Passover could have been released in 1969 just as easily as it was in 2006, the War in Iraq draws certain comparisons with the War in Vietnam, and what does that say about the continuity of history and the relevance of art? Go to The Fillmore tonight and find out for yourselves.

For more commentary on this topic, read these older posts: The Black Angels, Young Men Dead and Not So Tame Impala.

The Black Angels, “Young Men Dead”

Teddy Roosevelt is known as many things, but he was perhaps most proud of the title “Colonel.” So enthusiastic was he to prove himself in war, he traded the comfort of a plush leather chair in the office of the Secretary of the Navy for cans of rotten beef in a tropical landscape that would follow him in recurring bouts of malaria for the rest of his life. But for all of its consequences, leading his Rough Riders to victory during the Spanish American War in 1898 was the event which most shaped the renowned former president; it was the event that made him a man.

Which is why Roosevelt had been sounding the call for American involvement in World War I for three solid years by the time the U.S. finally joined the Allied cause in 1917. Much to the chagrin of Woodrow Wilson, once America entered the fray…Teddy wanted in too. He begged the Secretary of War to allow him the honor of assembling a brigade to hurt the Huns, but was rejected; he was, after all, no friend of the administration in line for special favors. Although likely for the best, as his health was rapidly deteriorating, he was heartbroken, knowing his time was near its end and wanting to leave his corpse on the battlefields of Europe.

But the Roosevelt name found its way into headlines nonetheless. For such an avowed war hawk, his sons had no choice but to take their place in the first American wave to the front; Theodore, Jr., Kermit, Archie and Quentin all played their parts. While most of his sons were fit for war, young Quentin the Aviator was not. The youngest at 19, engaged to a Whitney heir and of a sweeter temperament than the rest, he felt compelled to go to war so as not to disappoint his illustrious father.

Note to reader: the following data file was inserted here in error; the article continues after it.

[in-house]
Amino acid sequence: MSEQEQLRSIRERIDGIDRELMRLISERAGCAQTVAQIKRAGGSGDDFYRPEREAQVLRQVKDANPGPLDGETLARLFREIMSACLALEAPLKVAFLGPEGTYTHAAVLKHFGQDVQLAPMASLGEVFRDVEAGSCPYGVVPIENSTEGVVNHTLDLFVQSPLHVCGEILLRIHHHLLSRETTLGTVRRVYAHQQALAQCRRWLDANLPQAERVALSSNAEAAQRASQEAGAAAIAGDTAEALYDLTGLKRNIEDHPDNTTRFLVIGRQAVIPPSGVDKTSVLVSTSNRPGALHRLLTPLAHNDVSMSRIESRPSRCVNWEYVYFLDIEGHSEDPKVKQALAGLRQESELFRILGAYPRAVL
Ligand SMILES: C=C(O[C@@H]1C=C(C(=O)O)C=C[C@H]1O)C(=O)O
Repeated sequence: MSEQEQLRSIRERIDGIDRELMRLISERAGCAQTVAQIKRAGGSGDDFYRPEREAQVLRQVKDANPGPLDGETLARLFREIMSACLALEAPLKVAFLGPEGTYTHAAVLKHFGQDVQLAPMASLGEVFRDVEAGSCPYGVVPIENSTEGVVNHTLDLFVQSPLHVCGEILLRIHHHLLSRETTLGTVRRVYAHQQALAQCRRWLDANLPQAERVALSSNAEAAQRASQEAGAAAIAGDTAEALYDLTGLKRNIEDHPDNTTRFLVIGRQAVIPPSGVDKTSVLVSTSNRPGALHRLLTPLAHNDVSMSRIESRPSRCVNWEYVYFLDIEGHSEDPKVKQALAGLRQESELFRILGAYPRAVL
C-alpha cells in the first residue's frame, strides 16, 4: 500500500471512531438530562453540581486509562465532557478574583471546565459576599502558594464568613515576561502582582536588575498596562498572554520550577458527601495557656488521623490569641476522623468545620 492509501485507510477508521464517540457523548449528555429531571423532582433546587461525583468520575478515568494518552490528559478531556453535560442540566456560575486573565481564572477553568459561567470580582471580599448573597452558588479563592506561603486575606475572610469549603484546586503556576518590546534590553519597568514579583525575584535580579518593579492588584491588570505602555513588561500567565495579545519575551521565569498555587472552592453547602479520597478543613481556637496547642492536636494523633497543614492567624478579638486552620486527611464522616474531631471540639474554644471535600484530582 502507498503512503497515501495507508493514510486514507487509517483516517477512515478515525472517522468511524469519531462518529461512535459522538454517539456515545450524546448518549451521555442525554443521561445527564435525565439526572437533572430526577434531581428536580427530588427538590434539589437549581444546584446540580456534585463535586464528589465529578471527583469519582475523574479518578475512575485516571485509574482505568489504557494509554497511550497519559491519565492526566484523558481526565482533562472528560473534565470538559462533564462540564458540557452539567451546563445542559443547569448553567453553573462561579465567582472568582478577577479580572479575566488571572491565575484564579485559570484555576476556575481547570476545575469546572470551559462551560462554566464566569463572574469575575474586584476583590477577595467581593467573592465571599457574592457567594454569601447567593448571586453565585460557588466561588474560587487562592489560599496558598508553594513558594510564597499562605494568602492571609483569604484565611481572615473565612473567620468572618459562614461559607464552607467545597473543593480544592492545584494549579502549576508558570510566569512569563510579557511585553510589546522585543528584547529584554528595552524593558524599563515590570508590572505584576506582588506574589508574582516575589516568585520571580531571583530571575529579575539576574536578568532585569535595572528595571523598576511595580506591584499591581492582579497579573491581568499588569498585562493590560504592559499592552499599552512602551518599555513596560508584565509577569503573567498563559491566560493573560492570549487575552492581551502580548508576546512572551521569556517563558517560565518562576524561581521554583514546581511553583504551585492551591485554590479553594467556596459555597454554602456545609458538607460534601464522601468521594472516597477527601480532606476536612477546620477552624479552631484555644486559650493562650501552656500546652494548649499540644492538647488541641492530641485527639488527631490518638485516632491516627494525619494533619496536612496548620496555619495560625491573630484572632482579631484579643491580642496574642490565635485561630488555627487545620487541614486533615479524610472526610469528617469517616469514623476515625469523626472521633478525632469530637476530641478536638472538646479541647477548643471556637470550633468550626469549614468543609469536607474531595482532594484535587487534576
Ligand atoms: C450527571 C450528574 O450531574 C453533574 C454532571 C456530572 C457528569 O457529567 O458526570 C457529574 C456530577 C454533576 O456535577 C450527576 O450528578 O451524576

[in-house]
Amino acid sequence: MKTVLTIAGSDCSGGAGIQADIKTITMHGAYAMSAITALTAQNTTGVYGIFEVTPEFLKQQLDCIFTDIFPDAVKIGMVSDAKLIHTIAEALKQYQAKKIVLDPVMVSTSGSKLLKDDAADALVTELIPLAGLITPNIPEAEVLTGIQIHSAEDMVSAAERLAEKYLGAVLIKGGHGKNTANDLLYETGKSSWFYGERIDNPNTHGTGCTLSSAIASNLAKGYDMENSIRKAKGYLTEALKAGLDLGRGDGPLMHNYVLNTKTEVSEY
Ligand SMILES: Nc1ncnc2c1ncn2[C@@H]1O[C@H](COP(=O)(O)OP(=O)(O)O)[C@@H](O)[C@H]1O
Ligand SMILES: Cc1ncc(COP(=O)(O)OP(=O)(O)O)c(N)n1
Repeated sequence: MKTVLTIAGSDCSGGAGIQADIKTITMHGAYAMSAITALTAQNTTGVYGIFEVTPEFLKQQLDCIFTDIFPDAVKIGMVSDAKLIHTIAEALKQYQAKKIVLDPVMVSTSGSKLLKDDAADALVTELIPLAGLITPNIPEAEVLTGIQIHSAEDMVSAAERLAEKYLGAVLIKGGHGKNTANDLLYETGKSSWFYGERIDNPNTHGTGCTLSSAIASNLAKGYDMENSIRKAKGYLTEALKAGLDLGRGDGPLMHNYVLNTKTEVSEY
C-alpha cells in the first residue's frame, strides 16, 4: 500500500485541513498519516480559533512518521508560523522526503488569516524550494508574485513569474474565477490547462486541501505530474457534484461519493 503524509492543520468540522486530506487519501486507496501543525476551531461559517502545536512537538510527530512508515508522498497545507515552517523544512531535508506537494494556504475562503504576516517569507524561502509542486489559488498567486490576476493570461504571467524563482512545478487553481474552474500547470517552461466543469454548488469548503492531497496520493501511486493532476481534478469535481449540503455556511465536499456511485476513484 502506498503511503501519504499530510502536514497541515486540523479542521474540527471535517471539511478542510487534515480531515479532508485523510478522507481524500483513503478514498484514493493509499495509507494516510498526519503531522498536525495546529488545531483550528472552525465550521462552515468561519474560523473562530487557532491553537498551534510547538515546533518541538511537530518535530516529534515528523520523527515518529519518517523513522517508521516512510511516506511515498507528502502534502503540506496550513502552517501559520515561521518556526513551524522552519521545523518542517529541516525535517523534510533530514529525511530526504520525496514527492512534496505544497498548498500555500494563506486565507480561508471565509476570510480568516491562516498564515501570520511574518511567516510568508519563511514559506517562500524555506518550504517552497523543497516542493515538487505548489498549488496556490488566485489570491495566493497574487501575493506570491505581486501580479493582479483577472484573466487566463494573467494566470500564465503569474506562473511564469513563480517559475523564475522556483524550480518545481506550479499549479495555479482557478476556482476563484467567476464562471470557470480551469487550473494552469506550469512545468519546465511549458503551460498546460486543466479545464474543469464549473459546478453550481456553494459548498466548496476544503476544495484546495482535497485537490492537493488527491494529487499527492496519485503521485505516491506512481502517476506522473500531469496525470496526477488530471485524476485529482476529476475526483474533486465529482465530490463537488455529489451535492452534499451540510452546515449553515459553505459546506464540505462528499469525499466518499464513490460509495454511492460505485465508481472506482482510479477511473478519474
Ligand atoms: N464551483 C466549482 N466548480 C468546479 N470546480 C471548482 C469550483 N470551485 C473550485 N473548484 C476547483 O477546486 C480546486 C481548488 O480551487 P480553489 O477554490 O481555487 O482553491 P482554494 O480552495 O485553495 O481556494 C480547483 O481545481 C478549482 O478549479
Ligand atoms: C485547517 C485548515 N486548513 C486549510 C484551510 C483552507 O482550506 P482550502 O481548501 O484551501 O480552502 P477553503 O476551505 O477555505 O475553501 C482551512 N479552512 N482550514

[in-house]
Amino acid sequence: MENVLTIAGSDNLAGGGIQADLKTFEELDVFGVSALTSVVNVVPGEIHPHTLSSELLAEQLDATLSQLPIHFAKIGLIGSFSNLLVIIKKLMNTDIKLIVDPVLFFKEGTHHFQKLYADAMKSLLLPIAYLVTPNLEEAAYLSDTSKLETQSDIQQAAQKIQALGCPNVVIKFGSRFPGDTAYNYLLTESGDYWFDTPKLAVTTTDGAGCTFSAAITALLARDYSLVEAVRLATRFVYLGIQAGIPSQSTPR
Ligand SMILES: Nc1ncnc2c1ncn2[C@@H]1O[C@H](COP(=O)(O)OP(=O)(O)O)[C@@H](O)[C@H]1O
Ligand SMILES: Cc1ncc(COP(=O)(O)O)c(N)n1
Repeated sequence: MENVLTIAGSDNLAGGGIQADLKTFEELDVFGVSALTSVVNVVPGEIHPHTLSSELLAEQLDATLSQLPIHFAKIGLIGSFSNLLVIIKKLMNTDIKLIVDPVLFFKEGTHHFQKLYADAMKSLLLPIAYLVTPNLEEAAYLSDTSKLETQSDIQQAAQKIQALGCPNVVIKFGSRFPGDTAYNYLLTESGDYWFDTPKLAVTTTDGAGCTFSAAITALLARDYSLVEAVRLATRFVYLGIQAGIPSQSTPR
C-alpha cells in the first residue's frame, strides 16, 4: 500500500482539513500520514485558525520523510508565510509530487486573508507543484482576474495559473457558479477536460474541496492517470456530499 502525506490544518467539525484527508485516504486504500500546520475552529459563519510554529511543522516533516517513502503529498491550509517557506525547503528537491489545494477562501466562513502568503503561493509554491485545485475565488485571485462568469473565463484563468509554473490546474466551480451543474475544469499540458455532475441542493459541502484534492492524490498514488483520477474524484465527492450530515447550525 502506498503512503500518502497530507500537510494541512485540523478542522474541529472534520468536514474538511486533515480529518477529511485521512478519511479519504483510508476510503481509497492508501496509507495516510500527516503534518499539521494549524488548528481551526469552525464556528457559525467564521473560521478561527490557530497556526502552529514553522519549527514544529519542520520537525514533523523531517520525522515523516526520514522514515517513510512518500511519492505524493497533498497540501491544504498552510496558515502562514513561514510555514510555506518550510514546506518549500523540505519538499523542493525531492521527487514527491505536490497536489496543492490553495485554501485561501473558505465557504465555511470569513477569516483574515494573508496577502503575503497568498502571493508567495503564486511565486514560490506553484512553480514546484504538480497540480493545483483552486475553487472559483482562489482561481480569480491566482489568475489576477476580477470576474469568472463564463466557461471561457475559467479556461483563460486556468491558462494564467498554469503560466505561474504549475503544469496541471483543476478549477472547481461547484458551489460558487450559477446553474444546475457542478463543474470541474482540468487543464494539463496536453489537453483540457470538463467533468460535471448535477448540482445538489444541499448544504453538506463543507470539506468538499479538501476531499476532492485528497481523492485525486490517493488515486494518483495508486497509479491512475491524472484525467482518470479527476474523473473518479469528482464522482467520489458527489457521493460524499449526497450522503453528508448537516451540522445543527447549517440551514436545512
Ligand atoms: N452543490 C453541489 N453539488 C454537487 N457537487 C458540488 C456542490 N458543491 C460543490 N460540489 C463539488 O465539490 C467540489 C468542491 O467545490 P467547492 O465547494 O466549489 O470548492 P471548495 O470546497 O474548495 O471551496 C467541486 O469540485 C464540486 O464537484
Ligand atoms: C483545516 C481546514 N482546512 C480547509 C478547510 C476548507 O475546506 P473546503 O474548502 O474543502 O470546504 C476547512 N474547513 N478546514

Disappoint him he did not. Shortly after his squadron was sent to the front, Quentin took two bullets to the head and his airplane dropped from the sky. Buried where he fell by the Germans who found him first, his grave became a fount of courage for Allied soldiers who made a shrine of his temporary resting place.

While he was certainly proud of his heroic progeny, Roosevelt carried the burden of Quentin’s death until his own a short few months later. Which leads one to ponder the musings of Nathaniel Hawthorne from an article titled “Chiefly About War Matters,” which ran in the Atlantic during the Civil War:

“It is a pity that old men grow unfit for war, not only by their incapacity for new ideas, but by the peaceful and unadventurous tendencies that gradually posses themselves of the once turbulent disposition, which used to snuff the battle-smoke of its congenial atmosphere. It is a pity; because it would be such an economy of human existence, if time-stricken people…could snatch from their juniors the exclusive privilege of carrying on war. In cause of death upon the battle-field, how unequal would be the comparative sacrifice! On one part, a few unenjoyable years, the little remnant of a life grown torpid; on the other, the many fervent summers of manhood in its spring and prime, with all that they include of possible benefit to mankind. Then, too, a bullet offers such a brief and easy way, such a pretty little orifice, through which the weary spirit might seize the opportunity to be exhaled!”

In a word, just what Roosevelt wanted.